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BioMed Research International
Volume 2014 (2014), Article ID 201518, 6 pages
Research Article

Characterization of Human Vaginal Mucosa Cells for Autologous In Vitro Cultured Vaginal Tissue Transplantation in Patients with MRKH Syndrome

1Department of Experimental Medicine, Sapienza University of Rome, 00161 Rome, Italy
2Department of Gynecology and Obstetrics, Sapienza University of Rome, 00161 Rome, Italy
3Department of Public Health and Infectious Diseases, Sapienza University of Rome, 00161 Rome, Italy
4Department of Molecular Medicine, Sapienza University of Rome, 00185 Rome, Italy

Received 18 February 2014; Accepted 23 June 2014; Published 5 August 2014

Academic Editor: Kaei Nasu

Copyright © 2014 Cristina Nodale et al. This is an open access article distributed under the Creative Commons Attribution License, which permits unrestricted use, distribution, and reproduction in any medium, provided the original work is properly cited.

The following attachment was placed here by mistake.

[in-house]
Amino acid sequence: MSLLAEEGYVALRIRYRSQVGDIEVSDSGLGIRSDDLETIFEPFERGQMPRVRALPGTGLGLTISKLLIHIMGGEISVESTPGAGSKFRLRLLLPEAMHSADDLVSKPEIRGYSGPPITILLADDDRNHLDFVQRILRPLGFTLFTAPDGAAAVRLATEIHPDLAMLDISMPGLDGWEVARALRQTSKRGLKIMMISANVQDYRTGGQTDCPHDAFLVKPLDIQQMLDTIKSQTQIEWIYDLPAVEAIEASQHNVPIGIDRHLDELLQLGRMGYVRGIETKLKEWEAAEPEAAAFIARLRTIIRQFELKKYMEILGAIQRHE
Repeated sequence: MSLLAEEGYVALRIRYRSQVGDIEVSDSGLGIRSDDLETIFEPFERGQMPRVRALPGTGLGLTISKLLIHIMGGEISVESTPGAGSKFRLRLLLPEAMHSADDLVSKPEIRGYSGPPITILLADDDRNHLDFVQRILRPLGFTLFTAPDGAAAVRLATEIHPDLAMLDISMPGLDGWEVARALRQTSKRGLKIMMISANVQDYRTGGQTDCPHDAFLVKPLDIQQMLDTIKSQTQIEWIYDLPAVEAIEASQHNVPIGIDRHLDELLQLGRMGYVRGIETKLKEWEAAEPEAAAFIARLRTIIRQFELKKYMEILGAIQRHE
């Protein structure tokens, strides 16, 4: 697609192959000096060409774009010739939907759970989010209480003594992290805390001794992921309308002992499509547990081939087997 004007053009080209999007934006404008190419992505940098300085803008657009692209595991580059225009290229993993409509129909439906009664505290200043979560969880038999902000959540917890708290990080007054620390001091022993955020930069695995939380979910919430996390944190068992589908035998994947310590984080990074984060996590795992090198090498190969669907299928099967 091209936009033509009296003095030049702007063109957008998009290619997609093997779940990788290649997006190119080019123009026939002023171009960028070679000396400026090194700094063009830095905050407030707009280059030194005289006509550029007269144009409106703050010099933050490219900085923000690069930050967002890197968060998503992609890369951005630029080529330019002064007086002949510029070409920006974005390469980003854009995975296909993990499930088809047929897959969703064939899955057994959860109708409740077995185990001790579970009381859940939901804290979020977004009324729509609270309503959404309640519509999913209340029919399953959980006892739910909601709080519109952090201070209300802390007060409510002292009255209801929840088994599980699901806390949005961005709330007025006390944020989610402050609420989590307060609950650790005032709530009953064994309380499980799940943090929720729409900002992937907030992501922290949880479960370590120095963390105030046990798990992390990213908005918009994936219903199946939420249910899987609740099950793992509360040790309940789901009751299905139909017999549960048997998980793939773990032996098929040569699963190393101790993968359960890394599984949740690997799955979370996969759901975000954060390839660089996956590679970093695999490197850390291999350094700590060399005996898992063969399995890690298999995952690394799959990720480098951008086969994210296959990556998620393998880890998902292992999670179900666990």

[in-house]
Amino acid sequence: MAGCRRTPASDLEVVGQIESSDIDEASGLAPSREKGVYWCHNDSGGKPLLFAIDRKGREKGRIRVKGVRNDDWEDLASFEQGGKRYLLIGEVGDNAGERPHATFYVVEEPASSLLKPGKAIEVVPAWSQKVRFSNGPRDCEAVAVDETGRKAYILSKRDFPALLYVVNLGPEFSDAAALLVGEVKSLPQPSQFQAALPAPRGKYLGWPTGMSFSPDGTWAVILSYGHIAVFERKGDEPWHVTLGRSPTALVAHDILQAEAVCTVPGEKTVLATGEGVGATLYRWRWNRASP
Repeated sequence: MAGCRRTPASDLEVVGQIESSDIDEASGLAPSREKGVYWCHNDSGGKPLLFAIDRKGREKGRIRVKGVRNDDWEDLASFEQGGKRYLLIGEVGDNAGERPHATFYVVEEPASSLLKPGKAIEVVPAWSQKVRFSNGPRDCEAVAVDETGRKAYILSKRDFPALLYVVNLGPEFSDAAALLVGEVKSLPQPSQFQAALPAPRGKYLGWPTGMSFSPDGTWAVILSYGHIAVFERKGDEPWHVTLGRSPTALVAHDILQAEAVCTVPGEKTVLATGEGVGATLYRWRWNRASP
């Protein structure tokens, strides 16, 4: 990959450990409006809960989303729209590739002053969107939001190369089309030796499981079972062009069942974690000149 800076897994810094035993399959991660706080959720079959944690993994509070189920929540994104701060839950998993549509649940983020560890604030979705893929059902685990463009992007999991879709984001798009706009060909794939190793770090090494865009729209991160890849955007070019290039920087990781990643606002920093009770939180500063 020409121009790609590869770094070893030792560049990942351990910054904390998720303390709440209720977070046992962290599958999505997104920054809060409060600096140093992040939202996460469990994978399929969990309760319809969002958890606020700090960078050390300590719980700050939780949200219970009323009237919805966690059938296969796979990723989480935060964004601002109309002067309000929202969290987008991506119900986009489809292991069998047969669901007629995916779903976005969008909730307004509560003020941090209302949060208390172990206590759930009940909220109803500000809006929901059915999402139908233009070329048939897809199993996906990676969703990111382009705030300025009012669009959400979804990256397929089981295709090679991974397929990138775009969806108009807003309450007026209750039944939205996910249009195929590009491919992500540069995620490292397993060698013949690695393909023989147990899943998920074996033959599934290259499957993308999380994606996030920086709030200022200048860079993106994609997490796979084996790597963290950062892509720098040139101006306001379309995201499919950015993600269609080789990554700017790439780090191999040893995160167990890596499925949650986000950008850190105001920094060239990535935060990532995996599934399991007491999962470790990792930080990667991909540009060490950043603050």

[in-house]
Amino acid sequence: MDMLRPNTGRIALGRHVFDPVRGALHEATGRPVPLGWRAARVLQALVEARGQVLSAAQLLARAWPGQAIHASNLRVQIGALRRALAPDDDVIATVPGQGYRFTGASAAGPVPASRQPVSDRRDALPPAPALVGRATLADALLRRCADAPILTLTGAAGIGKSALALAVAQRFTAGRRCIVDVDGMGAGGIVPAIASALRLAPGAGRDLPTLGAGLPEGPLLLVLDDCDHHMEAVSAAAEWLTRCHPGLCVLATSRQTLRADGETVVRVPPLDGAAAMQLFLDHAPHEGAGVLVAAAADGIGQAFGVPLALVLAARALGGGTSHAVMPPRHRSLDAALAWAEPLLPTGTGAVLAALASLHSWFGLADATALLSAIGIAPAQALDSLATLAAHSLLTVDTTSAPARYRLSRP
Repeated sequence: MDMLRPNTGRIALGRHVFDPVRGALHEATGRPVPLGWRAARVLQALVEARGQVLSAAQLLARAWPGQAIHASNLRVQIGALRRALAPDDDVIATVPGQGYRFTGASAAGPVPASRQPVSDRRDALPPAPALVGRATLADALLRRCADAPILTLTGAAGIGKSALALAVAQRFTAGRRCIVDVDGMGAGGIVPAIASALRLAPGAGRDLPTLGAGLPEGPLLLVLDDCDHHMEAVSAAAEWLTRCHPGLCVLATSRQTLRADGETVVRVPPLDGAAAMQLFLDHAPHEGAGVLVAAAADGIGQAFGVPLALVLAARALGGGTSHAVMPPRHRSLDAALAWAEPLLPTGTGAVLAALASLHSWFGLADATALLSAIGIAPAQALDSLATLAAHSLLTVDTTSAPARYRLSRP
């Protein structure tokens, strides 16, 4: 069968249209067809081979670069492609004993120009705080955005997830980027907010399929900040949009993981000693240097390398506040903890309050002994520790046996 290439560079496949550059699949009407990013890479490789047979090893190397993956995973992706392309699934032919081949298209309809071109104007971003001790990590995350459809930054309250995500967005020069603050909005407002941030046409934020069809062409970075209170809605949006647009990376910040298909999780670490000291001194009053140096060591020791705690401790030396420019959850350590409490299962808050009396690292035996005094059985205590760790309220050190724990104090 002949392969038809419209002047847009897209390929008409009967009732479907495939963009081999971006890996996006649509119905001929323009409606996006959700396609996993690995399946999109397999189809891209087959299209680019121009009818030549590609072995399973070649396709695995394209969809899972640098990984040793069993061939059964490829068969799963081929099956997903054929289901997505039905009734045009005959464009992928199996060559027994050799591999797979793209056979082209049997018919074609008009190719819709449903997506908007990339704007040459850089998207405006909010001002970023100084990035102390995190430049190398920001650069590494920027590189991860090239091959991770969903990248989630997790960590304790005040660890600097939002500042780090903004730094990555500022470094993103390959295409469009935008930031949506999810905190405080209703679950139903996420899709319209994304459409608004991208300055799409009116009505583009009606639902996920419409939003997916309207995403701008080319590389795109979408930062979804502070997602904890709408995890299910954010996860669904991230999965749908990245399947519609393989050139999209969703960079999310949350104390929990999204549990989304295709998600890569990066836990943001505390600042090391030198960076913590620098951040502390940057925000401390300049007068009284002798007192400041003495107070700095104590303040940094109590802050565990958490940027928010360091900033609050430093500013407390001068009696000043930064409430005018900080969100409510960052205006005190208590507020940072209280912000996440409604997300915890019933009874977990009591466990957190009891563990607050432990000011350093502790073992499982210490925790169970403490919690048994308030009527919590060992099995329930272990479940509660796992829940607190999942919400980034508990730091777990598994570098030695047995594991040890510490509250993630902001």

Mayer-Rokitansky-Küster-Hauser (MRKH) is a rare syndrome characterized by congenital aplasia of the uterus and vagina. The most common procedure used for surgical reconstruction of the neovagina is the McIndoe vaginoplasty, which consists in creation of a vaginal canal covered with a full-thickness skin graft. Here we characterized the autologous in vitro cultured vaginal tissue proposed as alternative material in our developed modified McIndoe vaginoplasty in order to underlie its importance in autologous total vaginal replacement. To this aim human vaginal mucosa cells (HVMs) were isolated from vaginal mucosa of patients affected by MRKH syndrome and characterized with respect to growth kinetics, morphology, PAS staining, and expression of specific epithelial markers by immunofluorescence, Western blot, and qRT-PCR analyses. The presence of specific epithelial markers along with the morphology and the presence of mucified cells demonstrated the epithelial nature of HMVs, important for an efficient epithelialization of the neovagina walls and for creating a functional vaginal cavity. Moreover, these cells presented characteristics of effective proliferation as demonstrated by growth kinetics assay. Therefore, the autologous in vitro cultured vaginal tissue might represent a highly promising and valid material for McIndoe vaginoplasty.